Abstract

Our study aimed to explore whether stress-related hormones (hypothalamic-pituitary-adrenal [HPA] axis hormones and prolactin) are associated with poorer cognitive functioning in adolescents with attention deficit and hyperactivity disorder (ADHD) and to test the potential moderating effect of childhood maltreatment. Seventy-six adolescents with ADHD were studied. The ADHD rating scale (ADHD-RS) and Childhood Trauma Questionnaire (CTQ) were administered. Seven cognitive tasks from the Cambridge Neuropsychological Test Automated Battery (CANTAB) were administered, and two cognitive factors (attention and memory as well as executive functioning) were identified by confirmatory factor analysis. Stress-related hormone levels were assessed at the clinic (plasma prolactin and cortisol levels and salivary cortisol levels) before cognitive testing and at home for two consecutive days (cortisol awakening response [CAR] and diurnal cortisol slope). Multiple linear regression analyses were used to explore the association between hormone levels and ADHD severity or cognitive functioning while adjusting for sex and childhood maltreatment. Regarding hormonal measurements obtained at the clinic, female sex moderated the relationship between salivary cortisol levels and executive functioning, whereas childhood maltreatment moderated the relationship between salivary cortisol levels and inattention symptoms of patients with ADHD. Prolactin levels were not associated with cognitive functioning or the severity of ADHD. Regarding HPA axis measurements performed at home, lower cortisol levels at awakening were associated with poorer executive functioning. Neither CAR nor the cortisol diurnal slope were associated with cognitive functioning or ADHD severity. Our study suggests that HPA axis hormone levels are associated with the severity of cognitive and inattention symptoms of patients with ADHD and that childhood maltreatment and sex exert distinct moderating effects depending on the symptom type.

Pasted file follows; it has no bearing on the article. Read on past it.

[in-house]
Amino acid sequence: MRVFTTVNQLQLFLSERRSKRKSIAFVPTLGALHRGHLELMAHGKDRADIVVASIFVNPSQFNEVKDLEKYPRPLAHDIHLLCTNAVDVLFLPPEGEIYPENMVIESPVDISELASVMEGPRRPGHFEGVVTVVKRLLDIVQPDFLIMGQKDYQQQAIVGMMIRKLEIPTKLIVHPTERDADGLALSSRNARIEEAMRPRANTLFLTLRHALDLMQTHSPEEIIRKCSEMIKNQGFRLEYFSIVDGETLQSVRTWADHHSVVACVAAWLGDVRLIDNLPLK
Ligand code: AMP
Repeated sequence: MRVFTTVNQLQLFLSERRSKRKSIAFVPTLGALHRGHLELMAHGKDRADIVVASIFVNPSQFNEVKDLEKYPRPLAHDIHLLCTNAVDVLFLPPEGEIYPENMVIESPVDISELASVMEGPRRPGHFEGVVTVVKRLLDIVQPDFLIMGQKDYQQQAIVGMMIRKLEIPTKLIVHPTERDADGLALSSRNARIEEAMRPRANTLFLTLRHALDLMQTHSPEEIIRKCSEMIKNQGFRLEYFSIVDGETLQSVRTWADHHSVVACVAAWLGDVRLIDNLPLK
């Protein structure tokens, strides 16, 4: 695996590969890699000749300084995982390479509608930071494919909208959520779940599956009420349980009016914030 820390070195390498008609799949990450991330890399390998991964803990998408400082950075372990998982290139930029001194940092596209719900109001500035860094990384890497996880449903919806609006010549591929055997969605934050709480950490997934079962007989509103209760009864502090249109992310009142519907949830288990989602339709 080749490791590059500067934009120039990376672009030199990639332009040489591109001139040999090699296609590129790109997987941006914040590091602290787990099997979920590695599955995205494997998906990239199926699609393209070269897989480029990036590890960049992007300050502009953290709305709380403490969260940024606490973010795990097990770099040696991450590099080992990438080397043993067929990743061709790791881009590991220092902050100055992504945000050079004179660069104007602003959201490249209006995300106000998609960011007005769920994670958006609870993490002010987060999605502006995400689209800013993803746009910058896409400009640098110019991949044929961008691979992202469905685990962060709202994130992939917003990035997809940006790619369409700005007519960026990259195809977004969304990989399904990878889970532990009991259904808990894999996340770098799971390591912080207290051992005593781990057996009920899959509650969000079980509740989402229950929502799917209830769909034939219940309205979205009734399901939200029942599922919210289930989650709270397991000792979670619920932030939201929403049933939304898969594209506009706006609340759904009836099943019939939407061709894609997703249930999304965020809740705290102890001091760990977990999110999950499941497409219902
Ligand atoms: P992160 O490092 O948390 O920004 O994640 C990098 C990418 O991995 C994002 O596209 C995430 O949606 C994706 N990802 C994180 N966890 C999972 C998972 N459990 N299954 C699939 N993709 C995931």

Original languageEnglish
Pages (from-to)217-225
Number of pages9
JournalJournal of Psychiatric Research
Volume149
DOIs
Publication statusPublished - May 2022

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